But they felt the schools' reading interventions—if such supports were even offered to their children—were unfocused efforts overseen by educators without specific training in how to address the problem.
That informal connection among parents has since grown into an influential movement, Decoding Dyslexia. Harnessing the power of social media, the grassroots group now has a presence in all 50 states, as well as sympathetic ears among federal and state lawmakers and administrators in the U.S. Department of Education.
"The influx of energy that the parents have invested in this has really started to raise the tide for a lot of other organizations," said Deborah Lynam, one of the original New Jersey parents and among the more visible faces of Decoding Dyslexia. "The parents have just opened the door on something."'
Kids who seem oppositional are often severely anxious
A 10-year-old boy named James has an outburst in school. Upset by something a classmate says to him, he pushes the other boy, and a shoving-match ensues. When the teacher steps in to break it up, James goes ballistic, throwing papers and books around the classroom and bolting out of the room and down the hall. He is finally contained in the vice principal’s office, where staff members try to calm him down. Instead, he kicks the vice principal in a frenzied effort to escape. The staff calls 911, and James ends up in the Emergency Room.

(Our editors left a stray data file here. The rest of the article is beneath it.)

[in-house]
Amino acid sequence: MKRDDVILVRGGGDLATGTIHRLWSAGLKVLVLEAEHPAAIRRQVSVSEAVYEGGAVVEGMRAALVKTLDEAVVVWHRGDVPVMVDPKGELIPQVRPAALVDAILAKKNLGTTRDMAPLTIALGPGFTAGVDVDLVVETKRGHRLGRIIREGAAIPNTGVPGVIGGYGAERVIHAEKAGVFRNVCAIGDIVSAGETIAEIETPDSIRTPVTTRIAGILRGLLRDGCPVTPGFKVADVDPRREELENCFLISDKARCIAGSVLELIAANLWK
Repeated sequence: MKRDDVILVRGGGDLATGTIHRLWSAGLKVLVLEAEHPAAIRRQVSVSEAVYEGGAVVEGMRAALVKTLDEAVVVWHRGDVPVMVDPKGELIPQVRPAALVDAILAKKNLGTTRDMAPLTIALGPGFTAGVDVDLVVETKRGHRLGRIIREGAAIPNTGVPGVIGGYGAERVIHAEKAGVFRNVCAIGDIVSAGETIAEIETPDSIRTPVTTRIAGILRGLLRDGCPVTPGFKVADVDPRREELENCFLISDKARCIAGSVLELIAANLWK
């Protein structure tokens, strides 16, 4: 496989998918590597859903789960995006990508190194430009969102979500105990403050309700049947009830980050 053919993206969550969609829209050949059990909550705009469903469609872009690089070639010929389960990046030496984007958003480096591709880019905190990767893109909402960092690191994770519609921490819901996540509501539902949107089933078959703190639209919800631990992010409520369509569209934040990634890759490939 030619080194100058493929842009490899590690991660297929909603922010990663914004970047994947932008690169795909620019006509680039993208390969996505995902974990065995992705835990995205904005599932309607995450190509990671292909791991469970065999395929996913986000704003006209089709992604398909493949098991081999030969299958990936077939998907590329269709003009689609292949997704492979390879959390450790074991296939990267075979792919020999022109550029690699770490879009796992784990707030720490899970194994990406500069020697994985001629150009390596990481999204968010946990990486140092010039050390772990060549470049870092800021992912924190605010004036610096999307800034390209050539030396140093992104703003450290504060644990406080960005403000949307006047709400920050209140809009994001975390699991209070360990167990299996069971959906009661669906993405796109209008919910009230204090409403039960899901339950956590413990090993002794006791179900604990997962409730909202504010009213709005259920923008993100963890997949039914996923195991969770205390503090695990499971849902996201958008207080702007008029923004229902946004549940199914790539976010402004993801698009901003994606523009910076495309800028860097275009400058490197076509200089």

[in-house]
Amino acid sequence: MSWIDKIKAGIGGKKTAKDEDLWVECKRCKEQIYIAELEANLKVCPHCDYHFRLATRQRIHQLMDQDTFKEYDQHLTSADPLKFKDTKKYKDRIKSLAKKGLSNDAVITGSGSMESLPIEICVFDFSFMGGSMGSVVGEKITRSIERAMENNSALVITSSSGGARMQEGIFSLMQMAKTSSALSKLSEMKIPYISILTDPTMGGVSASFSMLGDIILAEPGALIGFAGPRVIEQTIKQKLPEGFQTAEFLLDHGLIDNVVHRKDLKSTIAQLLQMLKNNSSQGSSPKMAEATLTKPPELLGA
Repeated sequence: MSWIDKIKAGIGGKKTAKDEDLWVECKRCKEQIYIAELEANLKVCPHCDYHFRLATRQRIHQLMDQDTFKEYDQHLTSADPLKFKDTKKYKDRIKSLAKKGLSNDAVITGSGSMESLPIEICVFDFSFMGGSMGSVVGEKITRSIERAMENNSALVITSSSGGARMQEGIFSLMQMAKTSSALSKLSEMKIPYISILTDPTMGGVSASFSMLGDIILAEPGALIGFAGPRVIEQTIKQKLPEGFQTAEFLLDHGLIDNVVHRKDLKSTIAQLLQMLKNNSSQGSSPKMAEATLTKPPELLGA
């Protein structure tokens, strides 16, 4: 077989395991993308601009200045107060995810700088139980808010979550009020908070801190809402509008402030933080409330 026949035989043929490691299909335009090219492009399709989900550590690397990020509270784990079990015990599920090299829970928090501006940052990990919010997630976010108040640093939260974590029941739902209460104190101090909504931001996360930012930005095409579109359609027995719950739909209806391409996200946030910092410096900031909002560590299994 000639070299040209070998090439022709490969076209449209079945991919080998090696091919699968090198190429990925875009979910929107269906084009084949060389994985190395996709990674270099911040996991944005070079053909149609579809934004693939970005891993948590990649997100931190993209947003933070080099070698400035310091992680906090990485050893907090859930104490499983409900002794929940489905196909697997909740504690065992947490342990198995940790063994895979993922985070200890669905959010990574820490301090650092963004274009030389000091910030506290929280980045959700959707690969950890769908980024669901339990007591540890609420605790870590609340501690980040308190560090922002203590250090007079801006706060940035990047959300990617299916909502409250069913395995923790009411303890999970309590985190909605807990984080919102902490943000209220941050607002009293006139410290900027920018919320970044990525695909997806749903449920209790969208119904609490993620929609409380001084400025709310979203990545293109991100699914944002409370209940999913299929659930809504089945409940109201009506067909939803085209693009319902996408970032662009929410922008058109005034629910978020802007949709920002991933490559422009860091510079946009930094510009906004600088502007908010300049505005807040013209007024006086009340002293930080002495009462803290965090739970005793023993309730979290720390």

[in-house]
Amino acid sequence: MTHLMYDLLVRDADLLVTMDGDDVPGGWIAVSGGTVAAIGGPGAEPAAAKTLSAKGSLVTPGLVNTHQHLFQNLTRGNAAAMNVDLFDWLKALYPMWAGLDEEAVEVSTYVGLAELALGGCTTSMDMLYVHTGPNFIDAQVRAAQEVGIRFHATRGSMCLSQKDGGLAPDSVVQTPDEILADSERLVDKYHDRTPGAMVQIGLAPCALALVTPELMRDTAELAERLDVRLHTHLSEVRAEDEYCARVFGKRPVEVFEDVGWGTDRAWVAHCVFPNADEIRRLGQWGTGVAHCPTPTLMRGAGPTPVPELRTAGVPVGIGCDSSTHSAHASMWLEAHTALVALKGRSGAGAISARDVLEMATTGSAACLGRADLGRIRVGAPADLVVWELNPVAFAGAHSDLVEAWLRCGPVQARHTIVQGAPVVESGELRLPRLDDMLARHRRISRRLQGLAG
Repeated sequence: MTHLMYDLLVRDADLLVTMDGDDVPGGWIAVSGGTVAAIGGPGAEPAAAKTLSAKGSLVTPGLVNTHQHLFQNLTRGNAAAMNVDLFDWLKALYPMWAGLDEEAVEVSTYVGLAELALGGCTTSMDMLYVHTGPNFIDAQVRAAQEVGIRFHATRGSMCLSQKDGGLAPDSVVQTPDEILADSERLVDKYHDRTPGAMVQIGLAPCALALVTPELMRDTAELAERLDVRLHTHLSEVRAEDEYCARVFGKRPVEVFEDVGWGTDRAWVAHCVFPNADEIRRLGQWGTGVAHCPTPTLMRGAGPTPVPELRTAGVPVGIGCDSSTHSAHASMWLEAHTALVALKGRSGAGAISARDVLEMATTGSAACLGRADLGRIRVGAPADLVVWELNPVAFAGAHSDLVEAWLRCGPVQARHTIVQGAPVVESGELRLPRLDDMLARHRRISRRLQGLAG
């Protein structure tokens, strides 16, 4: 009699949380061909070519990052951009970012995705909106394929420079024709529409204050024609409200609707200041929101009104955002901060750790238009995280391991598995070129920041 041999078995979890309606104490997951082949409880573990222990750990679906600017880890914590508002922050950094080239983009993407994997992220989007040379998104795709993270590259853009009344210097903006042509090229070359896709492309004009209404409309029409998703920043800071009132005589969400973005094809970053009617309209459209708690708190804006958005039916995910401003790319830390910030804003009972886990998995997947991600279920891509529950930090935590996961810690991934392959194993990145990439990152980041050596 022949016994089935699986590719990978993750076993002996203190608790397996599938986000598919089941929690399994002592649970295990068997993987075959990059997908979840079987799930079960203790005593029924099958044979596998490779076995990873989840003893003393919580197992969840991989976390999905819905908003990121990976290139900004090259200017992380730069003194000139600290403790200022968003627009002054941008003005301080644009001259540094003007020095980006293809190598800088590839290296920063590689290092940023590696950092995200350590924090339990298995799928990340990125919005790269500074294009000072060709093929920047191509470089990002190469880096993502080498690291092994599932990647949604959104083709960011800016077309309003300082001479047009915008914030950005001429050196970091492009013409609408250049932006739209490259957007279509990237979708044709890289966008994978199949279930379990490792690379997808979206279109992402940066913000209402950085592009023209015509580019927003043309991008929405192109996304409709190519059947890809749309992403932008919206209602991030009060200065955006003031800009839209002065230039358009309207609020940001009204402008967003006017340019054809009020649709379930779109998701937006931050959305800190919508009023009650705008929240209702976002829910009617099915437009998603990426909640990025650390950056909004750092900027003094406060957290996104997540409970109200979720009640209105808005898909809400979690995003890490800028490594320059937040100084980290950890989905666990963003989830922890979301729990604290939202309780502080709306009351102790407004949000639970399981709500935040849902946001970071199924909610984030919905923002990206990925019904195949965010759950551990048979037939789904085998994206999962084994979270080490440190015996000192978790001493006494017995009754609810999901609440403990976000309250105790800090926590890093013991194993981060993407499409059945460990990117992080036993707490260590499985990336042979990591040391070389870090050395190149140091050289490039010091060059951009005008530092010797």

To the uninitiated, James looks like a boy with serious anger issues. It’s not the first time he’s flown out of control. The school insists that his parents pick him up and take him home for lunch every day because he’s been banned from the cafeteria.
But what’s really going on? “It turns out, after an evaluation, that he is off the charts for social anxiety,” reports Dr. Jerry Bubrick, director of the Anxiety & Mood Disorders Center at the Child Mind Institute. “He can’t tolerate any—even constructive—criticism. He just will shut down altogether. James is terrified of being embarrassed, so when a boy says something that makes him uncomfortable, he has no skills to deal with it, and he freaks out. Flight or fight.”
From Beyond BookSmart
By Brittany Wadbrook
June 27, 2016
Are you worried that your child tends toward perfectionism?
As coaches, we often encounter students with perfectionistic mindsets in combination with other
Executive Function challenges. When students focus on producing “perfect” work, it can not only be counterproductive but research suggests it can even prove harmful. The good news is that the right kind of support can help ensure that such mindsets won't derail your child.
What is Perfectionism?
Perfectionism is not simply when a student strives for excellence. In a New York Times magazine article, Melissa Dahl quotes psychologist Thomas S. Greenspoon, explaining that “perfectionistic people typically believe that they can never be good enough, that mistakes are signs of personal flaws, and that the only route to acceptability as a person is to be perfect.” That’s a lot of pressure for a student to handle.
How Does Perfectionism in Students Manifest?
Parents want to see their children achieve good results for their efforts — but when a child is mired in perfectionism, it can lead to hours wasted in ineffective pursuit of the perfect essay, report, or problem set — with very little on paper to show for all that effort. And frequently, there are plenty of tears and meltdowns in the process, as well. It’s easy to imagine the frustration involved in attempting to produce error-free assignments. After all, mistakes are a natural and expected part of the learning process!
Research & Tools